Table 1. Selected deals and partnerships in the adoptive T cell immunotherapeutic space from 2008 onward. The August 2012 deal between Novartis AG and the University of Pennsylvania set off a wave of partnering activity in the chimeric antigen receptor (CAR)-based T cell therapeutic space, but collaborations between gene therapy company Adaptimmune Ltd. and East Coast universities and between accelerator Celdara Medical LLC and the Geisel School of Medicine at Dartmouth College had already been flying under the radar for a couple of years. The University of Pennsylvania granted Novartis exclusive, worldwide rights to develop and commercialize CAR immunotherapies for cancer. Additionally, Novartis will provide $20 million to establish the Center for Advanced Cellular Therapies on the university's campus to co-develop CAR-based therapies to treat cancer. In October 2012, Kite Pharma Inc. was granted exclusive access to the National Cancer Institute's (NCI) current and future engineered peripheral blood autologous T cell therapeutics to treat hematological and solid cancers. Kite has the option to an exclusive license for NCI proprietary products being developed under the Cooperative Research and Development Agreement. The company will also provide funding to the NCI. In December 2012, Cellectis S.A. signed a broad collaboration agreement with University College London to develop CAR-expressing allogeneic T cells using Cellectis' proprietary genome engineering technologies to manufacture the T cells. In March 2013, bluebird bio Inc. partnered with Celgene Corp. to discover, develop and commercialize CAR immunotherapies for cancer. The partners will also work with the Baylor College of Medicine to develop new and existing CAR immunotherapy products and programs. bluebird bio and Celgene declined to disclose details. bluebird received an undisclosed upfront payment and is eligible for up to $225 million in option fees and milestones per product, plus royalties. bluebird bio will be responsible for R&D through Phase I testing, after which Celgene has the option to license any products. Source: BCIQ: BioCentury Online Intelligence; BioCentury Archives; http://www.clinicaltrials.gov/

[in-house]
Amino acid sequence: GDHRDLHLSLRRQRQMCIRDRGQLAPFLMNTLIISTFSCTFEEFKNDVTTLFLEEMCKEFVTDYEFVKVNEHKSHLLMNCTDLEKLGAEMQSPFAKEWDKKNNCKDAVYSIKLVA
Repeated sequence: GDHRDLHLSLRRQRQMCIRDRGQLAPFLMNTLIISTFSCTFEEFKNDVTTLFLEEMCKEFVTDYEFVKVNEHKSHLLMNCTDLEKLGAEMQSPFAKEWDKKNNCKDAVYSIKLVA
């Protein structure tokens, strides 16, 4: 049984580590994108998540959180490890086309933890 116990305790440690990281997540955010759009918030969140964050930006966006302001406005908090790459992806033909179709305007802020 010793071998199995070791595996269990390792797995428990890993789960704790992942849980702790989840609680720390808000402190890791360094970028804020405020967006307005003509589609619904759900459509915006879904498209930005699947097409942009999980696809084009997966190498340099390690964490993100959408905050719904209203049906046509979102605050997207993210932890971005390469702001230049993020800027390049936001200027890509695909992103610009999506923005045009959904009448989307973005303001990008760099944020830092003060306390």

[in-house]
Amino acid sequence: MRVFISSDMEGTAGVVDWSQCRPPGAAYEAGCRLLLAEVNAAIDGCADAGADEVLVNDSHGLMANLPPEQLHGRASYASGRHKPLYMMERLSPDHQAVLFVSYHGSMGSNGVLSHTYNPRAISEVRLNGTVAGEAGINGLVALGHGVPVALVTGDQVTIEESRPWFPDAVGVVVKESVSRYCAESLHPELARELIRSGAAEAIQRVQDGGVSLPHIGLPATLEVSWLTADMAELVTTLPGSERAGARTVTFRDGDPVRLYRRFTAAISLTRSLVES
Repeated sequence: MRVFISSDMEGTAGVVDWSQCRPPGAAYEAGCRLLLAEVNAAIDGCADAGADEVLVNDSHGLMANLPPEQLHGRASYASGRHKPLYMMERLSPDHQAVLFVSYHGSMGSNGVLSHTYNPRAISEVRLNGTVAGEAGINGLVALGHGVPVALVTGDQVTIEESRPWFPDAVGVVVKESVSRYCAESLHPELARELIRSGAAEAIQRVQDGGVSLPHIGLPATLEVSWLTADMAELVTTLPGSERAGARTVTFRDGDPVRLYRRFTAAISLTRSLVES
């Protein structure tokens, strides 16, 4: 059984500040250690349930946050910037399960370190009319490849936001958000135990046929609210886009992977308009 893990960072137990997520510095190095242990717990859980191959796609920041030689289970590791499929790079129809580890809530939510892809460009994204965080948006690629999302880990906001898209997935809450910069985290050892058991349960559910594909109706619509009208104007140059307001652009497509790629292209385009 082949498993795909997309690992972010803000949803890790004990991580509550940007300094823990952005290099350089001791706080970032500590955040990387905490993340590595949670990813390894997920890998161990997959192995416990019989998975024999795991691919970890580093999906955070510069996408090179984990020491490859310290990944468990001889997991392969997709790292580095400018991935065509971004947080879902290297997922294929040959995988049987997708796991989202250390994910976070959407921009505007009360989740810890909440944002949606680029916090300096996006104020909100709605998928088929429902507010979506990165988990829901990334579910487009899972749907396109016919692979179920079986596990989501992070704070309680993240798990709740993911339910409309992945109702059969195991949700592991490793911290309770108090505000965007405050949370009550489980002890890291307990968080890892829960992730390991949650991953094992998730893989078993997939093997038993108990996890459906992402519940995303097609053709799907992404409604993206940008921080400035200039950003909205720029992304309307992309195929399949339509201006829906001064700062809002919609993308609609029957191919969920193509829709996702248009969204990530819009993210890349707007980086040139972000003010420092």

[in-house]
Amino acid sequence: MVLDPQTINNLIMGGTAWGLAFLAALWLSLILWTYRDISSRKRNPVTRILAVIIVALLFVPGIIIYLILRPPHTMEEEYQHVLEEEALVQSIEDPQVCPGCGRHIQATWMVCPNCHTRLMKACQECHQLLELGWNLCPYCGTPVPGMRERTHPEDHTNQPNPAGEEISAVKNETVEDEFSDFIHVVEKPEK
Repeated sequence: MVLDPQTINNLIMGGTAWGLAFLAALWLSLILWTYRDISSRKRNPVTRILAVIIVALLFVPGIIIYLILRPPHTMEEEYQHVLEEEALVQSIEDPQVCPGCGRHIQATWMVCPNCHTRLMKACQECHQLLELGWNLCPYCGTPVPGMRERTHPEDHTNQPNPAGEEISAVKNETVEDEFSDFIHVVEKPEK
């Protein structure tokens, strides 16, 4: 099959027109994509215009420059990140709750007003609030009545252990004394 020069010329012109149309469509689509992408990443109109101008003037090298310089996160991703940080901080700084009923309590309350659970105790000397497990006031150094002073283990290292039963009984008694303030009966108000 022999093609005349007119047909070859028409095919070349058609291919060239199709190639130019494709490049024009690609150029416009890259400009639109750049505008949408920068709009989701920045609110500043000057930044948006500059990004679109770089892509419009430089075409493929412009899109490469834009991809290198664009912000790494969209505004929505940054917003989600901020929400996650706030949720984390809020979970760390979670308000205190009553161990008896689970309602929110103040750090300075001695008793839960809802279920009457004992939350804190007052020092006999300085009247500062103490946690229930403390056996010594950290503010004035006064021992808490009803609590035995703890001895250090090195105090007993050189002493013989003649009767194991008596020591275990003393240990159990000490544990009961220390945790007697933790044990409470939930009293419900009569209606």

Company

Academic leaders

Receptor type

Tumor-associated antigens

Date

Clinical trials

Adaptimmune

University of Pennsylvania; University of Maryland, Baltimore; Roswell Park Cancer Institute; Washington University in St. Louis; Yale School of Medicine; City of Hope; The Children's Hospital of Philadelphia; NCI; Memorial Sloan-Kettering Cancer Center (MSKCC)

T cell receptors (TCRs)

Cancer/testis antigen 1B (CTAG1B; NY-ESO-1) and CTAG2 (LAGE1; NY-ESO-2)

2008

Started

Celdara Medical

Geisel School of Medicine at Dartmouth College

CARs

Killer cell lectin-like receptor subfamily K member 1 (KLRK1; CD314; NKG2D)

2010

Expected late 2014

Cell Medica Ltd.

Baylor College of Medicine

TCRs

Not applicableA

2010

Started

Novartis (NYSE:NVS; SIX:NOVN)

University of Pennsylvania

CARs

CD19 and mesothelin

 2012

Started

Kite Pharma

NCI

CAR or TCRs

CD19, VEGF receptor 2 (KDR/Flk-1; VEGFR-2), mesothelin, epidermal growth factor receptor (EGFR), NY-ESO-1 and carcinoembryonic antigen (CEA)

 2012

Started

Cellectis (Euronext:ALCLS)

University College London

CARs

CD19

2012

Expected late 2014

Celgene (NASDAQ:CELG); bluebird bio (NASDAQ:BLUE)

Baylor College of Medicine

CARs

GD2, HER2 (EGFR2; ErbB2; neu) and CD19

2013

Started

Not applicable

MSKCCB

CARs

CD19 and prostate-specific membrane antigen (PSMA; FOLH1; GCPII)

Not applicable

Started

AThe TCRs do not target a tumor-associated antigen but instead antigens specific for viruses that are expressed by malignant cells in Epstein-Barr virus (EBV)-associated lymphoma and nasopharyngeal carcinoma. BMSKCC has been able to conduct its own Phase I clinical trials at their Memorial Hospital using T cell therapeutics it generated at its own Cell Therapy and Cell Engineering Facility, but researchers believe they will need to partner in order to move trials to Phase II and beyond.